This was another solid issue for the Brightest Day team. The book has continued to follow a much more structured layout than in the earlier six issues, sticking with a basic sandwich approach for most of the last three issues. This issue slightly deviates from that blueprint, in that the book opens with Boston for a couple of pages before moving into the meat and potatoes of the issue, the Hawks and Martian Manhunter. The latter of those appear second, and then closes out the issue by flying over Green Arrow’s forest. Unlike previous times where a character’s story is left and revisited later in the issue (perhaps a few pages), Martian Manhunter’s revelation about the existence of another green martian is a natural emotional climax to leave on, compared to the abrupt shifts in stories from the earlier issues.
Another older problem is creeping in again though. We’ve not really seen Aquaman or Firestorm in the last two issues, a problem I’ve pointed to in how these year-long maxi-series tend to run. Having characters take these extended leaves from the book, such as Martian Manhunter’s earlier in the series and now Firestorm, ruins momentum for the characters. Again considering that all these characters have not been able to keep a stable readership for their eventually to-be-cancelled books, it’s harder to push those characters to the forefront when they’re absent for the better part of a month. It works vice-versa with the other characters. I’m still largely uninterested in the Martian Manhunter or Aquaman plots, although the Hawkman/Hawkgirl plot points are starting to pick up a little and have intrigued me a little more than the aforementioned stories. I still think the Brand story is the critical piece of the plot, but considering that the Brand character is given but a few pages at a time, I feel like this story is going to drag more than it should. It’s either that or it’s going to be the story that develops the quickest and presents continual payoffs for the readers.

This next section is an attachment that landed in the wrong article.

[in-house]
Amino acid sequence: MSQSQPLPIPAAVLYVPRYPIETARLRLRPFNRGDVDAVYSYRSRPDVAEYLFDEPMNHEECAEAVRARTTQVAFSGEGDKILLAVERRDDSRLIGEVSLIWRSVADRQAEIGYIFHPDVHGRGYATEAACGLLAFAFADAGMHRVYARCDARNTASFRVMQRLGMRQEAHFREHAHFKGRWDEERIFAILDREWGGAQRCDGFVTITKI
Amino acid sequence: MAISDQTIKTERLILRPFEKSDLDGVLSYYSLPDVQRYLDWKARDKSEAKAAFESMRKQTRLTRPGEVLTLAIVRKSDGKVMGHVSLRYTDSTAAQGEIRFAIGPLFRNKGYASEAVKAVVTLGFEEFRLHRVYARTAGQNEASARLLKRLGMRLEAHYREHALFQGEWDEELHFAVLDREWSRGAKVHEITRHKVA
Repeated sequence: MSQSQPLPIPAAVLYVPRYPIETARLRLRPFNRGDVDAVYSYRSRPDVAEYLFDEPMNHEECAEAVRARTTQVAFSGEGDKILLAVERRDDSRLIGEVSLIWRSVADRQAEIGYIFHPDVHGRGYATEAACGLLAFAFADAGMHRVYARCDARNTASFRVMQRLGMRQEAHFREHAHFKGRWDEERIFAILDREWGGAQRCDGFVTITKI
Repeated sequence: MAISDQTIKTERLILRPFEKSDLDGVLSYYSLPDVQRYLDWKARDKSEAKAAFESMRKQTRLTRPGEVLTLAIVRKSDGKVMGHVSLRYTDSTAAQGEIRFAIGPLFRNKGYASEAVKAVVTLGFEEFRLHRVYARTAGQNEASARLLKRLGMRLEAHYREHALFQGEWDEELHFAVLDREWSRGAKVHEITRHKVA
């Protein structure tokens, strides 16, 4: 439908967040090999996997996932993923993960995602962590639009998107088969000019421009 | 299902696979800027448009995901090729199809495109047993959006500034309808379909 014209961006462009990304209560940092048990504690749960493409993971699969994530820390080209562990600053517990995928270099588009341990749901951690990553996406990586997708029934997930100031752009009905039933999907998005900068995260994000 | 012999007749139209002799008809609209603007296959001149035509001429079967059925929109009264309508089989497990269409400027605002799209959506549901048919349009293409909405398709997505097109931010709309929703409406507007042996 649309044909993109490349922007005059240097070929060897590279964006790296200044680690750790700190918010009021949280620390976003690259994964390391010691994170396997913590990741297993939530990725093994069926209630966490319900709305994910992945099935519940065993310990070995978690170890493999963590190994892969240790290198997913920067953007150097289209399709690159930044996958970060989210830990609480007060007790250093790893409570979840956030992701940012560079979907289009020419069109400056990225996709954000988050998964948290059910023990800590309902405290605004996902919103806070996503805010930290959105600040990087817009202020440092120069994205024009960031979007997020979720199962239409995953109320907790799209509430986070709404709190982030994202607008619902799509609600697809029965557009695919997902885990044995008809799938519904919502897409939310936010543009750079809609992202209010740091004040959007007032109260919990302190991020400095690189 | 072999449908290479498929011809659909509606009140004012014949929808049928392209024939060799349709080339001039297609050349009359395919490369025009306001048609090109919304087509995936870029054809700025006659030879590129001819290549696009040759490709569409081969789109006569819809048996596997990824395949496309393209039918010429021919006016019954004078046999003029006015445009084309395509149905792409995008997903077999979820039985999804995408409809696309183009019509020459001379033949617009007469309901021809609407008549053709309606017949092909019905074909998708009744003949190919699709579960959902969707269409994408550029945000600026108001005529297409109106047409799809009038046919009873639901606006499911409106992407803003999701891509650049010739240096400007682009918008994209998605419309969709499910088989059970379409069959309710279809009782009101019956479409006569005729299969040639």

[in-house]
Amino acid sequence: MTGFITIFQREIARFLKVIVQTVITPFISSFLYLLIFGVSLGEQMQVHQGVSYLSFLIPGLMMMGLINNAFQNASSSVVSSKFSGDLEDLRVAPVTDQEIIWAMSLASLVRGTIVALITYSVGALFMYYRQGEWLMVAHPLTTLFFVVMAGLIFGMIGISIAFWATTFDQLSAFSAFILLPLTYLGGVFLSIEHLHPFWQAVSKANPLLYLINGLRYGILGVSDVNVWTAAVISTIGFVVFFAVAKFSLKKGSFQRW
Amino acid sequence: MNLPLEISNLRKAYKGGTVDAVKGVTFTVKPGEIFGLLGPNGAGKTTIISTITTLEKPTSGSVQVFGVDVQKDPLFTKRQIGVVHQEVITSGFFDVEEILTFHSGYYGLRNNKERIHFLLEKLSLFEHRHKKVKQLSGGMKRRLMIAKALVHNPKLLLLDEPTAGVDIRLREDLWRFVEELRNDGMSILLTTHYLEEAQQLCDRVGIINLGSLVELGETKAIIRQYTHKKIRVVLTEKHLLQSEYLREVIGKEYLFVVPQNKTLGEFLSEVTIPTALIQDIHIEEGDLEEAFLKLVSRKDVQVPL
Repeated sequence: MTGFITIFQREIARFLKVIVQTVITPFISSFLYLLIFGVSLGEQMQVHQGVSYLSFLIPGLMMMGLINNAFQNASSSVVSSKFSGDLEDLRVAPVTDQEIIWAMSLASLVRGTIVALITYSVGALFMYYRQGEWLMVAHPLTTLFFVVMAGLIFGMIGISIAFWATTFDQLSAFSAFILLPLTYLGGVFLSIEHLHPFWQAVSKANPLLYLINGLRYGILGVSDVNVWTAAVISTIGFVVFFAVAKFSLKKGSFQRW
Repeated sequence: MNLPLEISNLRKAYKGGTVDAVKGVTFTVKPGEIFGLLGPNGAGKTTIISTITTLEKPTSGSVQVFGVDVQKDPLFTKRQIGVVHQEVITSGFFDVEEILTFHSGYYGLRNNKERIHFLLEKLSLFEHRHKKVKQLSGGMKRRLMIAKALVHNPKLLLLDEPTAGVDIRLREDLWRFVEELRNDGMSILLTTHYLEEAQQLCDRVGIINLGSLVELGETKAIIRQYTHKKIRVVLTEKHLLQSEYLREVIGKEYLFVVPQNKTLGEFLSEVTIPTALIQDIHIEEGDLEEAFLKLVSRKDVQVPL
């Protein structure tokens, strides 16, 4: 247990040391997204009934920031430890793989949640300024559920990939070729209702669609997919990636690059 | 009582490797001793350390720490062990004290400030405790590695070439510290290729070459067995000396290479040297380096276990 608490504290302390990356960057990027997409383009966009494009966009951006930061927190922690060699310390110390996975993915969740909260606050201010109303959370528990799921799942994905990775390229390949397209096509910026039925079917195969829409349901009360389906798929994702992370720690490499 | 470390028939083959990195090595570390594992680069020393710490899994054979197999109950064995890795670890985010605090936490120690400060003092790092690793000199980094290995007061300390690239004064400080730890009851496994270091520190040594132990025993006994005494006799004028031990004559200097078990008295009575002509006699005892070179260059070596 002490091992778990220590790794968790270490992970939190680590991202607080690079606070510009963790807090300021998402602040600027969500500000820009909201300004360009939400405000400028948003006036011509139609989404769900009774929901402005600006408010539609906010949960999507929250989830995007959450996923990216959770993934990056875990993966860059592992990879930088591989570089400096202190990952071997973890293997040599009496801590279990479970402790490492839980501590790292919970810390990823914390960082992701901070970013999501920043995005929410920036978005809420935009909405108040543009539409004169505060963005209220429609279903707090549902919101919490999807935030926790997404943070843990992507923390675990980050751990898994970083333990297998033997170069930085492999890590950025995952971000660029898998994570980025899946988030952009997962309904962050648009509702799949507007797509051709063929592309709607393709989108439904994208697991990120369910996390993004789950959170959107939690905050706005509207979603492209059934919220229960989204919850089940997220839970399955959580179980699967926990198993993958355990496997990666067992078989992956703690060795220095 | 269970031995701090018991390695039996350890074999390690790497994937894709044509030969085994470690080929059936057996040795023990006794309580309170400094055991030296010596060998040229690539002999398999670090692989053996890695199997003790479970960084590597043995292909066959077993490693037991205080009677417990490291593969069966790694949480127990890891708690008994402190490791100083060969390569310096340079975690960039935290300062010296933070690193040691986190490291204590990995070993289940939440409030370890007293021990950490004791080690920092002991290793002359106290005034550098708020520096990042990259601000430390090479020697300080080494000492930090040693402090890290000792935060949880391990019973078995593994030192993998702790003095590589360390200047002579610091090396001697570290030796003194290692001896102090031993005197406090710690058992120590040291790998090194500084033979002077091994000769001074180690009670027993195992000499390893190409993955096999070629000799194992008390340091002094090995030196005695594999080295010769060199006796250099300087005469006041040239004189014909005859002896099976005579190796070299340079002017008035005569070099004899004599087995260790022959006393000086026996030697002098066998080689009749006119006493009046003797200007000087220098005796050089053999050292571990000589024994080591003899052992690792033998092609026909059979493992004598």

The only other point of interest in the entire issue is the Brightest Day teaser image featuring Firestorm towards the end. It is a very simple image of him seemingly overloading the matrix. The image is accompanied by the words, “You mean together… we could destroy the universe?”
I feel like Brightest Day is starting to hit its stride, although I still have concerns about the book’s pacing and inclusion of too many characters into the grander story. Even still, the team have turned in another good issue, and it’s fair to say that the book has shown signs of life after a rocky start.